DINO RNA Molecule Triggers Anticancer Response in Damaged Cells
October 24, 2016, by NCI Staff
Researchers from Stanford University have identified an important molecule involved in the process that normally causes irreparably damaged cells to self-destruct. This molecule, a type of RNA they nicknamed DINO, helps regulate a vital tumor suppressor protein called p53, which is inactivated in more than half of all cancers.
In DINO, "we've found a new guardian of your genome," said Howard Chang, Ph.D., who led the study. His lab's experiments showed that, once cells accumulate a dangerous amount of genomic damage, the DINO (short for Damage Induced NOncoding) RNA takes part in a process that stabilizes the p53 protein so that it can initiate the self-destruct program, called apoptosis.
Cancer researchers would like to find ways to reactivate p53 and turn its tumor-suppressor function back on in cancer cells.
DINO—a previously unknown regulator of the DNA-damage response pathway driven by p53—could potentially be manipulated to achieve this reactivation, said Joanna Watson, Ph.D., of the Cancer Cell Biology Branch in NCI's Division of Cancer Biology, who was not involved in the study.
The study was published September 26 in Nature Genetics.
Flipping the Switch
Cells walk a fine line in terms of monitoring DNA damage and detecting when too much damage has occurred to remain viable. On one hand, they cannot be too quick to trigger the self-destruct process, because tiny mutations—most of which are harmless—accumulate every time a cell divides. On the other hand, if they wait too long, a cancer cell capable of uncontrolled growth can develop.
"You need a very sharp switch…so that when you get beyond the threshold of the cell's capacity for repair, you turn on the whole [self-destruct] program," explained Dr. Chang.
The p53 protein is known to play an integral role in this switch, but the molecular process that controls p53 itself has been unclear. "Normally, inside a cell, p53 is rapidly made and destroyed, so it's not really doing very much. It only becomes stabilized when there's DNA damage," said Dr. Chang.
"People knew that [p53 is] part of a surveillance mechanism, but how it switches from being unstable to being very stable and turning on a lot of genes to deal with DNA damage was not so clear. That's what this finding of DINO helps to resolve," he added.
Dr. Chang's team first noticed DINO while looking for DNA regions involved in cell division. DINO is a noncoding RNA, which means that although it is transcribed from DNA, it does not end up being translated into protein like other types of RNA. Instead, it performs functions within cells much like a protein would.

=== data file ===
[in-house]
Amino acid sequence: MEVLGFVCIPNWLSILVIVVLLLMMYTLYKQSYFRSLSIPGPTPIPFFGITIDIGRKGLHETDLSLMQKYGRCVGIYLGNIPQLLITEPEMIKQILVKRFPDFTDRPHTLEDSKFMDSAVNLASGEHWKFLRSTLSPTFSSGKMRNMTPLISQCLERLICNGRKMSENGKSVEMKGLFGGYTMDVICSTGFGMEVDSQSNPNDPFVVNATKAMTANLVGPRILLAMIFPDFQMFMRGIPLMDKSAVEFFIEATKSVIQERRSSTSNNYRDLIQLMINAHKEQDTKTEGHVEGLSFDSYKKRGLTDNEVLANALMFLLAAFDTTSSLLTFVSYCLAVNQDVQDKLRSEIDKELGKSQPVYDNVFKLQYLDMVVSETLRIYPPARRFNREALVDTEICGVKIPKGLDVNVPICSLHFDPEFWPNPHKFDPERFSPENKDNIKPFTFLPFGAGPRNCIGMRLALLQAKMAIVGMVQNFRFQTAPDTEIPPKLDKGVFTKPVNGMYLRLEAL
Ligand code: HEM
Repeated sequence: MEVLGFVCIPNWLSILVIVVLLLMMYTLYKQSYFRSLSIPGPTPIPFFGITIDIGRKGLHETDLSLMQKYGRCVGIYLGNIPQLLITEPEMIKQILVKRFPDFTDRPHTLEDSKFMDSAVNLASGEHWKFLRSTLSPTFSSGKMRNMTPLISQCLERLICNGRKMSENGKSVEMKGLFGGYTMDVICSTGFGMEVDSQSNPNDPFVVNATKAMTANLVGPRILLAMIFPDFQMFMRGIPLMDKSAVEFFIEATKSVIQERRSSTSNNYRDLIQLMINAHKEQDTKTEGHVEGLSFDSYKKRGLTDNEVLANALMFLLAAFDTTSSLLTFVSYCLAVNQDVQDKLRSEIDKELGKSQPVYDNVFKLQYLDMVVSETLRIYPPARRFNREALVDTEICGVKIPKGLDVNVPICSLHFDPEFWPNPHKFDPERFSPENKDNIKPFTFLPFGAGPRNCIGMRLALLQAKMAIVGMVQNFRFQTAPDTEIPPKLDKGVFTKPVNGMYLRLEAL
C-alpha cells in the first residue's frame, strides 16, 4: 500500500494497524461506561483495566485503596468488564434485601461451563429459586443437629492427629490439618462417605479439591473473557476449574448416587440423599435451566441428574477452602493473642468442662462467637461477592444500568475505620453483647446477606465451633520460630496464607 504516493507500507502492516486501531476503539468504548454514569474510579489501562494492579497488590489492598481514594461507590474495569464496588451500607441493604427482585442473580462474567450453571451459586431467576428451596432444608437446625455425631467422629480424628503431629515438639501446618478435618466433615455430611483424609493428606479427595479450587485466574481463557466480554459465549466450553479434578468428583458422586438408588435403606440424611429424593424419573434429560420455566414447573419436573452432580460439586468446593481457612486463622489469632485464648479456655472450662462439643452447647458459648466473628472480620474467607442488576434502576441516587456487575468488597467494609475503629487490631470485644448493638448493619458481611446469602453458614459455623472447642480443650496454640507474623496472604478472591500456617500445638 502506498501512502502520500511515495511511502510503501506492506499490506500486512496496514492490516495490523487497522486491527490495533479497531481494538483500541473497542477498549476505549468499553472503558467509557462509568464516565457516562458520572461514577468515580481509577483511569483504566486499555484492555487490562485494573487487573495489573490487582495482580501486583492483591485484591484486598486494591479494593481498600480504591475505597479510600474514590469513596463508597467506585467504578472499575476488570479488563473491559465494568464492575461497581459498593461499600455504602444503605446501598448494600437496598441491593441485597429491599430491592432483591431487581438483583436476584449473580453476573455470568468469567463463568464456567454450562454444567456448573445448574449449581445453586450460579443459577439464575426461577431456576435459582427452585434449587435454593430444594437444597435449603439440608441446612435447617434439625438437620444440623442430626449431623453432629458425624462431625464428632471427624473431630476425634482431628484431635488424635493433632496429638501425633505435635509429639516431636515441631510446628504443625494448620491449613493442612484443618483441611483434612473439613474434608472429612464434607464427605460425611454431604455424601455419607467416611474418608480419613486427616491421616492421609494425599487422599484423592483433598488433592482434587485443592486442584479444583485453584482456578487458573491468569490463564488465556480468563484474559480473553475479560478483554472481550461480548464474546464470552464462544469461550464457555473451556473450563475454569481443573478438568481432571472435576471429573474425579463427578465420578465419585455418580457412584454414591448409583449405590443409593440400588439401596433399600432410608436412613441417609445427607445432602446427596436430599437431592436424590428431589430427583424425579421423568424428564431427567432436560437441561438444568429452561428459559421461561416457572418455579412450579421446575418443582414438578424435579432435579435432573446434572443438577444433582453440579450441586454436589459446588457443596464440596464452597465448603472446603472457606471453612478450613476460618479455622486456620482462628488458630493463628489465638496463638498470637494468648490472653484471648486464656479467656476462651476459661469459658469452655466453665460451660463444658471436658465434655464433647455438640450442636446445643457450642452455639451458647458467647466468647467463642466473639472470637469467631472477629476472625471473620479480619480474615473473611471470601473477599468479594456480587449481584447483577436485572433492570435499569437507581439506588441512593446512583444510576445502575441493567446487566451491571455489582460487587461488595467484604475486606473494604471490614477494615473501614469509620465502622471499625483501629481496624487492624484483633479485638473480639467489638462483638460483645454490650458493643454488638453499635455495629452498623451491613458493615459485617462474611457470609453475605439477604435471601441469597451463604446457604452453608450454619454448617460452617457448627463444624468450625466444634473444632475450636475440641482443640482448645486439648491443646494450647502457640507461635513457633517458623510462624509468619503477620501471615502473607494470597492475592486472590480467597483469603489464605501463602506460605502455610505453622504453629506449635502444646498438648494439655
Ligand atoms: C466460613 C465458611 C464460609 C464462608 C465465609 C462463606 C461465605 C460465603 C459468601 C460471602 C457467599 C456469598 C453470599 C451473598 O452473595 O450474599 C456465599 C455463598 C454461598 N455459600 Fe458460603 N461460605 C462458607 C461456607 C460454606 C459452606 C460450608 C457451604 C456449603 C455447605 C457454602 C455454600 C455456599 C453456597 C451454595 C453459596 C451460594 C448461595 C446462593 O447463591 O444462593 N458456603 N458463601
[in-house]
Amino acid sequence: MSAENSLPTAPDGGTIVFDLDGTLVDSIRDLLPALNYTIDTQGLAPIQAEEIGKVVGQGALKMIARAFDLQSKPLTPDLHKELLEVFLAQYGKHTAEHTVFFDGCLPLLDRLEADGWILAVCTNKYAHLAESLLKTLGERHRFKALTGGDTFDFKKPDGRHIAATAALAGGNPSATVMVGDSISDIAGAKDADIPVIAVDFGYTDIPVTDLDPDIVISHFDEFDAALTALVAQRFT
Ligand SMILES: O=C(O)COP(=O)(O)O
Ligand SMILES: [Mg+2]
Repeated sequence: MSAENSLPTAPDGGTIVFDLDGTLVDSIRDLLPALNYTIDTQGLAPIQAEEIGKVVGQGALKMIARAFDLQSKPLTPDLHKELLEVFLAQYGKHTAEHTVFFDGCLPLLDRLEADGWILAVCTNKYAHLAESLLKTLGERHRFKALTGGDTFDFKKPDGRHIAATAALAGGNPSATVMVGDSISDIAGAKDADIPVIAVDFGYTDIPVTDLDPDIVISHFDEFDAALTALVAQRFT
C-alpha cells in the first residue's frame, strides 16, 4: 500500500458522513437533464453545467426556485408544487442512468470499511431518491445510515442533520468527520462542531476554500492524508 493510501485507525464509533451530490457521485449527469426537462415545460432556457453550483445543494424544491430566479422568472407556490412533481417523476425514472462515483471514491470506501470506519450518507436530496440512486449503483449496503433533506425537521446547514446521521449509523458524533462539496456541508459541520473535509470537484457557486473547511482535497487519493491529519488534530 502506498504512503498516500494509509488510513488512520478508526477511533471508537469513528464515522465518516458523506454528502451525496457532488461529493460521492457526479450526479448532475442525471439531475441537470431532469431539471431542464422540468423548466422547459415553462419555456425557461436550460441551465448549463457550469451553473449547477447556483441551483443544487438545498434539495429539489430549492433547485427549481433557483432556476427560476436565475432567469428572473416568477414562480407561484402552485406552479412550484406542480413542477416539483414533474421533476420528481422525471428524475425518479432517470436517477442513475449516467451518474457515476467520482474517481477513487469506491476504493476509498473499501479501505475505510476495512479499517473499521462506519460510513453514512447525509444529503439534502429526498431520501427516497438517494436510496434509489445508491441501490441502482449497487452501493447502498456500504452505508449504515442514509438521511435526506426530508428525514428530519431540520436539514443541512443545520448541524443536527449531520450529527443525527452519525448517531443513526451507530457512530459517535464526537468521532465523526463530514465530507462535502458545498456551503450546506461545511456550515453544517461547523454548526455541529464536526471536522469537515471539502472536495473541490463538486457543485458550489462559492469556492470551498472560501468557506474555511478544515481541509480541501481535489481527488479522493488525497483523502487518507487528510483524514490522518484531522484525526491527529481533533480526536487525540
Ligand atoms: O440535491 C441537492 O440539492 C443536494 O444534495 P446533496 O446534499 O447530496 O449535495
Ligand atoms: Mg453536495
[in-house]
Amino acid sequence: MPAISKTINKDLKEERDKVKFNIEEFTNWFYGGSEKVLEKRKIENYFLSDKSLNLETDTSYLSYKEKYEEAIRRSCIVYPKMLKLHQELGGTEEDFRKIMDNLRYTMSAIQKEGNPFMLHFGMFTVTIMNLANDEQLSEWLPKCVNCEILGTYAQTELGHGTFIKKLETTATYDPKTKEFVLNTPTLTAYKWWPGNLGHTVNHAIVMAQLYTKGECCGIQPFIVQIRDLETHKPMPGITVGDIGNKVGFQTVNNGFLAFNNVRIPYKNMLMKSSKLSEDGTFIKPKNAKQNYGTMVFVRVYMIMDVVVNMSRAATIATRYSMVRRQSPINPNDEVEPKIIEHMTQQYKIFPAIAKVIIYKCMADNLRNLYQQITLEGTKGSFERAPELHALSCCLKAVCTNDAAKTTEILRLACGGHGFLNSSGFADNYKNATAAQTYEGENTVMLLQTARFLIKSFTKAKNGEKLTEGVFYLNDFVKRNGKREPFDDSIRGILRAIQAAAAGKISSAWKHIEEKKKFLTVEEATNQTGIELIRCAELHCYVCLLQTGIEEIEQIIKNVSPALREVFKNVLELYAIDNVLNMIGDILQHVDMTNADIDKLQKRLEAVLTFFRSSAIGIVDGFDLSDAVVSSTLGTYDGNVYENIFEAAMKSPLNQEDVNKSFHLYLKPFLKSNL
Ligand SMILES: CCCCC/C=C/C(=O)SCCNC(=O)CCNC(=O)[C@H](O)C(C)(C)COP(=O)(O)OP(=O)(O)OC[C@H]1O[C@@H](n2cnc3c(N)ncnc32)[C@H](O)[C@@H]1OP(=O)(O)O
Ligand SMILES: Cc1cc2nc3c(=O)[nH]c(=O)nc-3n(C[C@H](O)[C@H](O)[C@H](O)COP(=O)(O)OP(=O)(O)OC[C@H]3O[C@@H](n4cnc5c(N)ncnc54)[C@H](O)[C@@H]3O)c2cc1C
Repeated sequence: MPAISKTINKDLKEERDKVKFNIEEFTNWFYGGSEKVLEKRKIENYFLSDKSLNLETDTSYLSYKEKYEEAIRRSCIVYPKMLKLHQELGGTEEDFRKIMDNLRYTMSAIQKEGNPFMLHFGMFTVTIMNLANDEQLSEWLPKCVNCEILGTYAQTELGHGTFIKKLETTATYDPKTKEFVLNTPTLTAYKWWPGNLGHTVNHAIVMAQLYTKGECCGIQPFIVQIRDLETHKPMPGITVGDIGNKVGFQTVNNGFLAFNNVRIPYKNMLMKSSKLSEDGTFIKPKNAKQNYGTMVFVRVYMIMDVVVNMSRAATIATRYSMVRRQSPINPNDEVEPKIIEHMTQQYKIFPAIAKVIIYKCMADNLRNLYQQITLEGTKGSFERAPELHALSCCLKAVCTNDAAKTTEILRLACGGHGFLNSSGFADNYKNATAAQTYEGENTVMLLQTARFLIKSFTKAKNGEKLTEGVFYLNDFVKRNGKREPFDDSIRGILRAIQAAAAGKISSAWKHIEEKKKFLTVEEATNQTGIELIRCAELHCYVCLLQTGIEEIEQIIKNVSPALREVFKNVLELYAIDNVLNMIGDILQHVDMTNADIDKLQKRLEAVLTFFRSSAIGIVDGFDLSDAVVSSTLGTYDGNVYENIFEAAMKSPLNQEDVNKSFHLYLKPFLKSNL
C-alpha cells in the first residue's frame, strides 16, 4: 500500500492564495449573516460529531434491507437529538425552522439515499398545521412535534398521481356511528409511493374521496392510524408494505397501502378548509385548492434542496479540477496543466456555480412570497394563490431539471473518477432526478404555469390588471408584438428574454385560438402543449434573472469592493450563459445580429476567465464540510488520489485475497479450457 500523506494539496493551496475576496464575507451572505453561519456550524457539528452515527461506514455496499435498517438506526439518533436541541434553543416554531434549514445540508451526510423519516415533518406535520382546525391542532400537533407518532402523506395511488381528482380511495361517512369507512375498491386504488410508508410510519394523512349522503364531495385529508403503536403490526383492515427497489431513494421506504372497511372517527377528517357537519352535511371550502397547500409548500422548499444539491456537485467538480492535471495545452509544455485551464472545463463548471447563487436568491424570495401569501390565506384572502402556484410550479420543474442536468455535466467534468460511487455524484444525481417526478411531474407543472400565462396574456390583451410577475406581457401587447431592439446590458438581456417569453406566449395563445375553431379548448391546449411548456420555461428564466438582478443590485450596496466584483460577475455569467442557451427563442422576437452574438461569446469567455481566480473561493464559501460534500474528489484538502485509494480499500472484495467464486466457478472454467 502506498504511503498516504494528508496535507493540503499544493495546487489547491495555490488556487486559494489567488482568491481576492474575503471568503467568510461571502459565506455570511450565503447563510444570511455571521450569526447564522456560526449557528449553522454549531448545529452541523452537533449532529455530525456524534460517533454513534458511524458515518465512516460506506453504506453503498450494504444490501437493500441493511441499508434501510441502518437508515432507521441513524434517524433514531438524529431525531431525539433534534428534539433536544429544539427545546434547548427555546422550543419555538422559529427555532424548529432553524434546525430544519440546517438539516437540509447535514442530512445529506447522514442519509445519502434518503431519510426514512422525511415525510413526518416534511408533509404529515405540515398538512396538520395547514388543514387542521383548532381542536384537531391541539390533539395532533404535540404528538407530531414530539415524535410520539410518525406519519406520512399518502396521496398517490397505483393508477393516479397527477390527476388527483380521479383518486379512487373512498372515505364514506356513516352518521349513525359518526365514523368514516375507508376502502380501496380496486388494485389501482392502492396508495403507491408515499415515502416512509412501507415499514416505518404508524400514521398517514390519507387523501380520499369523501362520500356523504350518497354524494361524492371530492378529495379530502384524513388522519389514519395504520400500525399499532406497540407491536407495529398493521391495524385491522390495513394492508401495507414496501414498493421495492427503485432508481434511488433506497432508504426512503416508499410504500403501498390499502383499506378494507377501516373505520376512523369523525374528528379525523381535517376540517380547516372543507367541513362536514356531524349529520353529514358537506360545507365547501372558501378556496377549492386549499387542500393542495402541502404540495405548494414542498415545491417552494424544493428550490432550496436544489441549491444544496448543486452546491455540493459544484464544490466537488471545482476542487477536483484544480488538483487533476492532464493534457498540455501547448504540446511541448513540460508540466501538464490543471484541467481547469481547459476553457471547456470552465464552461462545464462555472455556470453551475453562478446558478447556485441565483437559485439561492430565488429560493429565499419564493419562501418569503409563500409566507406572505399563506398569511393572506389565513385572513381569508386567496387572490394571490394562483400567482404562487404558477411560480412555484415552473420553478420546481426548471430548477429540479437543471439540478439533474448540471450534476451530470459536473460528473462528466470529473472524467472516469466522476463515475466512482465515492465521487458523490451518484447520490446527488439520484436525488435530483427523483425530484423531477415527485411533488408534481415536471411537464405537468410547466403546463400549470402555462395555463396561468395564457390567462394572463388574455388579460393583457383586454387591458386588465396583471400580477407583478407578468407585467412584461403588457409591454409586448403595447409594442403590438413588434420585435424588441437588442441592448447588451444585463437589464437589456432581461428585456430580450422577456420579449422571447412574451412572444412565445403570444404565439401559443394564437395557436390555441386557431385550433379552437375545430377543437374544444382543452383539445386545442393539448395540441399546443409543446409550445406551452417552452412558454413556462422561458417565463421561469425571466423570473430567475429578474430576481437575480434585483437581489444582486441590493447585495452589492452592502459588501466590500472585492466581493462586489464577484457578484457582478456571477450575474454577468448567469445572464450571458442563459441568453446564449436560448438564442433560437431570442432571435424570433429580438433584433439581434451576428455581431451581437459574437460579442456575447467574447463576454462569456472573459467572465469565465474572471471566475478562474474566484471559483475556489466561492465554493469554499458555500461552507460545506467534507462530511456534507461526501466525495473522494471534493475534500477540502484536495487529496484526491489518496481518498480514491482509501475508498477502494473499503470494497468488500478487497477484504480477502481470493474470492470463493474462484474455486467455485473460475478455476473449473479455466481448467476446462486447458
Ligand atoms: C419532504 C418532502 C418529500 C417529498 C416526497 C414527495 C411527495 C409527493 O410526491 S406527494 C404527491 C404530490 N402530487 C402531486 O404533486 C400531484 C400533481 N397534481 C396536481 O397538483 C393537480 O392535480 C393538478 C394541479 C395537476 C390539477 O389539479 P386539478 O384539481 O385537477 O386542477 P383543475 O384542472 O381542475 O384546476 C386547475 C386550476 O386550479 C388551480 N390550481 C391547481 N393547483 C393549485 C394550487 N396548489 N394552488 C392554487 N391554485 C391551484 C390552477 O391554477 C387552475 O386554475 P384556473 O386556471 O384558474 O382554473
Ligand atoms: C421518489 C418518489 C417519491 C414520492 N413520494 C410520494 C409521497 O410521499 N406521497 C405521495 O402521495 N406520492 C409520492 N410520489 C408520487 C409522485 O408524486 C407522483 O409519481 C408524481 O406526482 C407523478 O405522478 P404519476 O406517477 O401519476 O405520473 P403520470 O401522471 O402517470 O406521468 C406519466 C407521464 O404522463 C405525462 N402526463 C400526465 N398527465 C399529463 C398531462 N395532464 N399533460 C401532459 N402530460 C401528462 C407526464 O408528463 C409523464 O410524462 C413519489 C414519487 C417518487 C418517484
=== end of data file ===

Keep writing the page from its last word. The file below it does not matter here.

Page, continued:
In the group's experiments, DINO turned out to have many interesting properties. When cells were exposed to high doses of the chemotherapy drug doxorubicin, which damages DNA, the expression of DINO jumped by 100-fold. If the researchers experimentally knocked out DINO before exposing cells to doxorubicin, many genes in the p53-controlled self-destruct signaling pathway were not turned on in response to the damage.
Other experiments showed that DINO physically interacts with the p53 protein, stabilizing it to prevent it from being broken back down within the cell.
Conversely, DINO could be used to "trick" cells into self-destructing. When the researchers used molecular techniques to add the RNA into cells that had not sustained DNA damage, the cells acted as if they had in fact been injured and triggered a damage response.
By adding DINO, the researchers are "forcing the cells into a [self-destruct] program that the cells actually weren't in. They're faking the cells out, for all intents and purposes," said Dr. Watson. This successful manipulation of the p53-driven self-destruct pathway "is one of the exciting elements of this paper," she added, as it hints at the potential to use DINO to switch on p53 on demand.
In further experiments with mice, the researchers found that when mice lacking Dino (the mouse version of DINO) were exposed to what would normally be a lethal dose of radiation, they lived significantly longer than normal mice that expressed Dino, indicating that their cells were taking longer to "see" the damage they had accrued, though they did eventually die from radiation exposure.
The alteration of the damage response in this scenario is intriguing for its potential use in radiation therapy for cancer treatment, explained Dr. Chang. "This is something that you could [potentially] use to tune a patient's response to radiation, either to enhance radiation therapy or mitigate its side effects."
Further research is needed to explore these potential uses, as well as to investigate if manipulating DINO could actually prevent or reverse cancer cell formation resulting from a damaged p53 gene, added Dr. Chang.
His lab is planning follow-up studies to see how altering DINO expression affects cancer development and progression and to understand how DINO stabilizes p53.
While it might seem odd to call a molecule like DINO that triggers cell death a genome guardian, "it's a pruning process," concluded Dr. Chang. "If all these damaged cells stick around, and they're all still copying themselves, then we have a lot of problems."